W.W. Norton & Company, 304 pages
According to sociologist Lisa Wade, students are “hooking up” with drunken abandon at colleges and universities across America. But what is hooking up? It varies. It might be sex with your best guy friend or oral sex with a stranger. Or it could be what used to be referred to by older generations as “heavy petting.” It’s best not to try to pin down a precise definition, though, because in hookup culture that will definitely earn you a reputation as “needy.”
Wade writes that it is mainly the culture around sex and dating on college campuses that has changed in recent years. Though college kids today are not actually having more sex than they were two, three, or even four generations ago, they are enjoying it less while talking about it more. Relationships are out and casual sex is in. In the world that Wade studied in preparation for the book, going out on prearranged dates in order to get to know someone before you sleep with them is a thing of the past. Now, hookups begin on the dance floors of bars, fraternity parties, or school-sponsored events, where “women who are willing press their backs and backsides against men’s bodies and dance rhythmically.” The goal is to get back to a dorm room. After that, the proper protocol is to ignore each other for several days or weeks so as not to appear as if you need or desire anything from the other person. Whoever texts first loses.
For American Hookup: The New Culture of Sex on Campus, Wade consulted numerous studies, surveys, and articles. She conducted primary research on undergraduates enrolled in an introductory sociology course and a sexuality-themed writing intensive between 2010 and 2015 at two liberal arts colleges. Students were required to keep journals about what they observed of hookup culture. They were invited to write as much or as little as they wanted about their own experiences. These firsthand accounts give life to the book’s narrative, which is at times droll. Wade’s research took her to 24 colleges and universities in 18 states. Most of the schools offered Greek life or similarly structured party scenes, and most also had athletic programs. Wade takes a neutral but open-minded tone throughout, saving her moralistic concern for the emotional ramifications of participating in hookup culture, in which people are mean to one another as part of a larger game plan. When the goal is to “get some” from people you don’t really know, treating each other terribly is allowed and even encouraged.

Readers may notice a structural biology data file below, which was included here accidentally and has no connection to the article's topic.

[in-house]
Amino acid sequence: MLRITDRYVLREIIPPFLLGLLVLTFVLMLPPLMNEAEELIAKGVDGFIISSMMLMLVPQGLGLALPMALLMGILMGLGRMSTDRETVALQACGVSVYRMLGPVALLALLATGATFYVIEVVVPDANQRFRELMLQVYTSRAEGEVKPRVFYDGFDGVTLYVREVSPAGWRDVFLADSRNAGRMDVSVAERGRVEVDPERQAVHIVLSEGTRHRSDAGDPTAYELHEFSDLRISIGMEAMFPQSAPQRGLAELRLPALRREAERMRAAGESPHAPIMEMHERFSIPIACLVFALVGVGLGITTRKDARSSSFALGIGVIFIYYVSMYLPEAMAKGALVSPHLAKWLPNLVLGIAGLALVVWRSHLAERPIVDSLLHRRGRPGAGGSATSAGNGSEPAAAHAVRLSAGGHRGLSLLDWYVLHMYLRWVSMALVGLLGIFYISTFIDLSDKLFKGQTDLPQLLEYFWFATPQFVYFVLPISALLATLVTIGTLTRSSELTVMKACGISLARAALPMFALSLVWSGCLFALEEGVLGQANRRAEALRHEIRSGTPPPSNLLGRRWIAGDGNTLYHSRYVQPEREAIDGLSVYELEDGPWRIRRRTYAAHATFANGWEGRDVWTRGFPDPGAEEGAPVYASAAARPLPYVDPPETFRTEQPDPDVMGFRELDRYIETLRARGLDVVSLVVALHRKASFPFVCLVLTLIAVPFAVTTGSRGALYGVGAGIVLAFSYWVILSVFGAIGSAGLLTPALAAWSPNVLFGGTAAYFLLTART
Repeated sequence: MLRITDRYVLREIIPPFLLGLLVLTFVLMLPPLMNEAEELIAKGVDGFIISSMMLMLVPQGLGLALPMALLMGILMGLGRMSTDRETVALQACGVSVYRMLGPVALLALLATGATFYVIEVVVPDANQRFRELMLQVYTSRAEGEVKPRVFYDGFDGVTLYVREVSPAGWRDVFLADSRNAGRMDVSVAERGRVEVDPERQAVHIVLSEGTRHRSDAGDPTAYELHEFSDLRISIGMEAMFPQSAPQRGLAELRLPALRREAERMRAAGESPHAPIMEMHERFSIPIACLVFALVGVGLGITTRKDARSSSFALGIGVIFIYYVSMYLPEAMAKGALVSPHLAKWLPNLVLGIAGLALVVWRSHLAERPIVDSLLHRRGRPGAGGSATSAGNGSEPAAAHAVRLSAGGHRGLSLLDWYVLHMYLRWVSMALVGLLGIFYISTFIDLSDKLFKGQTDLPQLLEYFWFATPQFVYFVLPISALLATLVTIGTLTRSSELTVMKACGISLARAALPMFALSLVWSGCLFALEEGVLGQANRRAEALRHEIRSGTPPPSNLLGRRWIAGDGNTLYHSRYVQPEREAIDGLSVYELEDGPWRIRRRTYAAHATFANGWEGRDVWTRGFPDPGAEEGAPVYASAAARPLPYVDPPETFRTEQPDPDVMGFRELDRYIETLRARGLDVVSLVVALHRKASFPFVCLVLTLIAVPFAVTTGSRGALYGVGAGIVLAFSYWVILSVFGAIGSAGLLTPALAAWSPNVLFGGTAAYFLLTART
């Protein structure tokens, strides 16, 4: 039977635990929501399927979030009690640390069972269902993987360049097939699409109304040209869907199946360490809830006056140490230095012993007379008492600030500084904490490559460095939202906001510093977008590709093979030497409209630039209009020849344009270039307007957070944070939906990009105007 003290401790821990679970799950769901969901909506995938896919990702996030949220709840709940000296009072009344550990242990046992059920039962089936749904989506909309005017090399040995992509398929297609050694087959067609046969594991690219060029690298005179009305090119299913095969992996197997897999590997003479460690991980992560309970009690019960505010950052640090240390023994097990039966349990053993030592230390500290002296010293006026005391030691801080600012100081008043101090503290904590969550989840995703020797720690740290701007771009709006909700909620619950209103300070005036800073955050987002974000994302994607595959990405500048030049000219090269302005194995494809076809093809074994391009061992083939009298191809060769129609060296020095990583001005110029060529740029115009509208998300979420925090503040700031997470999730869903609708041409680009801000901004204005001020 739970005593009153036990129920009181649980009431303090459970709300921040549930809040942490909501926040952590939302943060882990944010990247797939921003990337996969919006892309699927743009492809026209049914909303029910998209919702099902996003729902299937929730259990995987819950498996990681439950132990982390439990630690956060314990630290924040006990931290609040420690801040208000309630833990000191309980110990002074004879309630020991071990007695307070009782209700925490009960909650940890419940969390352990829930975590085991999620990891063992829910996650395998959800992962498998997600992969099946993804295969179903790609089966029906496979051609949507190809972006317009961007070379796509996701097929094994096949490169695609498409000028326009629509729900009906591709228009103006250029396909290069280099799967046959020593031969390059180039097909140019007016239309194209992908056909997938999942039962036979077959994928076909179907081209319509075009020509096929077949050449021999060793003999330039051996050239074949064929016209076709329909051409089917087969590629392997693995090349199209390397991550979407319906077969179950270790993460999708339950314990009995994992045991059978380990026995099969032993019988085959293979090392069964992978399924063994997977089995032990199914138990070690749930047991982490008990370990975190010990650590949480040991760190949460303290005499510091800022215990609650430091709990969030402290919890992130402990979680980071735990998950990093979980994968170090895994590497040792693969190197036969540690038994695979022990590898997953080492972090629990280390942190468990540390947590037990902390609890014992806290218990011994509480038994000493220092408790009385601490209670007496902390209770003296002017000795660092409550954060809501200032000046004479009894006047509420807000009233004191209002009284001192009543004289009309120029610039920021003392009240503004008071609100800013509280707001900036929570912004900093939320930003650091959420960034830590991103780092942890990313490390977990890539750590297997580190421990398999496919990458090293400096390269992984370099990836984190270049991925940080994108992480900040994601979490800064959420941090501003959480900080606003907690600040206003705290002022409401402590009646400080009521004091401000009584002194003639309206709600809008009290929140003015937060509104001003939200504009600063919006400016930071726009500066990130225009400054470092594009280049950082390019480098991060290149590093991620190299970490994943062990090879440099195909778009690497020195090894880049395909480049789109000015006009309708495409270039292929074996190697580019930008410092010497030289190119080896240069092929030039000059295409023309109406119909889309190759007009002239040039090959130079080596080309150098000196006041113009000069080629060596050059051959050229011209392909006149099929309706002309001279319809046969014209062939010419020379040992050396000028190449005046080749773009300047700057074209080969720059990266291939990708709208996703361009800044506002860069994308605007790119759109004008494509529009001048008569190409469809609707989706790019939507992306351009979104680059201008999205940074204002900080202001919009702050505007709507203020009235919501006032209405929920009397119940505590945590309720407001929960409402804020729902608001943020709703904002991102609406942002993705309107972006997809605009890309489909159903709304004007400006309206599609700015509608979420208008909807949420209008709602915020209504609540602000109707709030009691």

“Once sex is over, the rule is to go from hot to cold,” Wade writes. “As one student explained, ‘The two worst things a boy can say to a girl is that she is fat or that she is clingy.’ Clingy, desperate, and needy are extremely effective insults, invoking all the things that students don’t want to be: weak, insecure, unable to control one’s emotions, and powerless to separate sex from feelings.” In the aftermath of a hookup, “Do not make anything a thing,” says one interview subject. Though young women often get the raw end of the deal when it comes to being treated respectfully — and being sexually satisfied — in hookup culture, Wade reveals coeds to be fully capable of objectifying men. Prospective hookups are discussed purely in terms of social advantage by some women, and young men’s bodies are described pejoratively during the morning-after play-by-play, in which women include the same intimate details that have traditionally been considered locker-room talk among men.
Wade explains that not everyone participates in hookup culture. Some dabble for a bit and lose interest, others don’t desire casual interludes, and still others are loners who don’t party. A handful of her student diarists never felt bereft by hookup culture and enjoyed it without shame or regret, while another segment experienced the worst of it in the form of sexual assault — a topic to which she devotes a chapter. Though students at all but the most religious colleges have some form of hookup culture, not all college party scenes are identical, so though the book is almost ridiculously entertaining, it does have its limitations. It would have been interesting to know if students’ hookup behavior differed by academic major, for instance. Wade does note that students participate in hookup culture more readily in the freshman and sophomore years and become less interested as their involvement in academic life increases.
Wade’s primary concern is the decoupling of relationships and respect. “Students … conclude that non-monogamy involves no kindness at all. …Students see two categories of engagement — hard and easy, caring and careless, emotional and emotionless — and nothing in between. But this isn’t as functional as it might sound. It’s one thing, after all, to have casual sexual encounters with someone with whom you are not in love, but it’s entirely another to do so with someone who may have no positive regard for you at all. In hookup culture, it can be hard to tell the difference.”